There is a monumental seismic shift occurring throughout the country, but given California’s reputation as the place where seismic shifts are most likely to occur, it’s no surprise that it can be felt most strongly in the Golden State. What’s the shift, you ask? It’s all about how #MeToo and other movements related to sexual harassment have increased the legal obligations employers have to California employees to protect them from illegal harassment.

4 Steps To Develop Your Workplace Culture Skills

4 Steps To Develop Your Workplace Culture SkillsHave you ever been angry at your co-workers? Or vented to friends and family about workplace situations? Or perhaps you found out that co-workers were bummed out because of you? If so, it could be that you need to develop your workplace culture skills.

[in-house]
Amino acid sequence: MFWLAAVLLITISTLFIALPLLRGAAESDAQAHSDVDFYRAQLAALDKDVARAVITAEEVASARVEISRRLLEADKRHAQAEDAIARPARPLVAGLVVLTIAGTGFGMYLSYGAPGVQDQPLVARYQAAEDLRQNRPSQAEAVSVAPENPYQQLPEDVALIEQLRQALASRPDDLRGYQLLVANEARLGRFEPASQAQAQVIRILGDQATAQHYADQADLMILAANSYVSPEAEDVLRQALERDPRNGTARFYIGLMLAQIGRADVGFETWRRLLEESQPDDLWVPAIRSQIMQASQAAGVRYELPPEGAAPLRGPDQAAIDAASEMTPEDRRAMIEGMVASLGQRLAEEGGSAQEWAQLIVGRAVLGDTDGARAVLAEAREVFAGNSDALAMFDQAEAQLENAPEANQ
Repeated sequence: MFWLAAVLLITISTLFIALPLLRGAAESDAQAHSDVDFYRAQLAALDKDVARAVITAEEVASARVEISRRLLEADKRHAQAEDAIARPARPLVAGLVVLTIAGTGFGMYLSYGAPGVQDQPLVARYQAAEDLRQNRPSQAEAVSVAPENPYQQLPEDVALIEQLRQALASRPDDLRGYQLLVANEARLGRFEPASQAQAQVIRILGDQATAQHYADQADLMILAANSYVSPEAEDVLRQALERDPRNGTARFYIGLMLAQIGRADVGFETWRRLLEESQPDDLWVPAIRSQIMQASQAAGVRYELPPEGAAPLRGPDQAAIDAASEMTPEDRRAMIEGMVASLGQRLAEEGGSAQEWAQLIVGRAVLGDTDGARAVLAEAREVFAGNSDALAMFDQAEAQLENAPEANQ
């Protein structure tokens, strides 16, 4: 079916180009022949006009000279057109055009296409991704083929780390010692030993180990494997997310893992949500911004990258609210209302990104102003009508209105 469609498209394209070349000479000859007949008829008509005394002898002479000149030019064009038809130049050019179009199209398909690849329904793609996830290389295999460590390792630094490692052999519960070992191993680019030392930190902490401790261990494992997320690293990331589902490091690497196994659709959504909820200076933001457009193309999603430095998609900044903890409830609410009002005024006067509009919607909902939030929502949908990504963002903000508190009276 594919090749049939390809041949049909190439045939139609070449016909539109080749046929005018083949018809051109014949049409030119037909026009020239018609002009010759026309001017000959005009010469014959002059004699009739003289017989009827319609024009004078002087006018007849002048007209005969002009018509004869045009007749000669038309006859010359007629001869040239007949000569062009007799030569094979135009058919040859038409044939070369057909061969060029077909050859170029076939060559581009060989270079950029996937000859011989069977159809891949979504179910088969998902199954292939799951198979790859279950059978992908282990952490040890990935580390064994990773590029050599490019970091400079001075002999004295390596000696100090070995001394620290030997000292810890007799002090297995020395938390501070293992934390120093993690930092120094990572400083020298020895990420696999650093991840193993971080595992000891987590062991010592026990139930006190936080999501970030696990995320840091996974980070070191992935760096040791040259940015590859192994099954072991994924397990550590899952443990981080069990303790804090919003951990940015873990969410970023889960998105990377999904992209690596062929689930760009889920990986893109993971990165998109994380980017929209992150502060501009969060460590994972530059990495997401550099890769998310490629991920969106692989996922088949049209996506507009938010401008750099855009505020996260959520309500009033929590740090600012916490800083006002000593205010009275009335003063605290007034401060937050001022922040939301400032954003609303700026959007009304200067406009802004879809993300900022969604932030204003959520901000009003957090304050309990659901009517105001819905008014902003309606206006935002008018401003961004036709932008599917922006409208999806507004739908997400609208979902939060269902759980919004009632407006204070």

What are workplace culture skills, exactly? They are the skills that help you navigate co-worker interactions with patience, perspective, and respect and in a way that exhibits the values of your workplace. And like any other career skill, they take time, practice, and intention to develop them. But the payoff is a team that has developed their workplace culture skills is more likely to make ethical decisions and create a workplace that engages their employees.

Workplaces where the leadership team doesn’t take the time to develop these critical skills, on the other hand, may find themselves home to a high proportion of the 85% of employees worldwide who are not engaged or actively disengaged at work. And in case you’re thinking disengagement isn’t a big deal, it is estimated that disengagement leads to $7 trillion annually in lost productivity.

Now that you’ve seen the benefit to developing your workplace culture skills, here are four concrete steps you can take right now to develop them.

1. Learn Your Company Culture.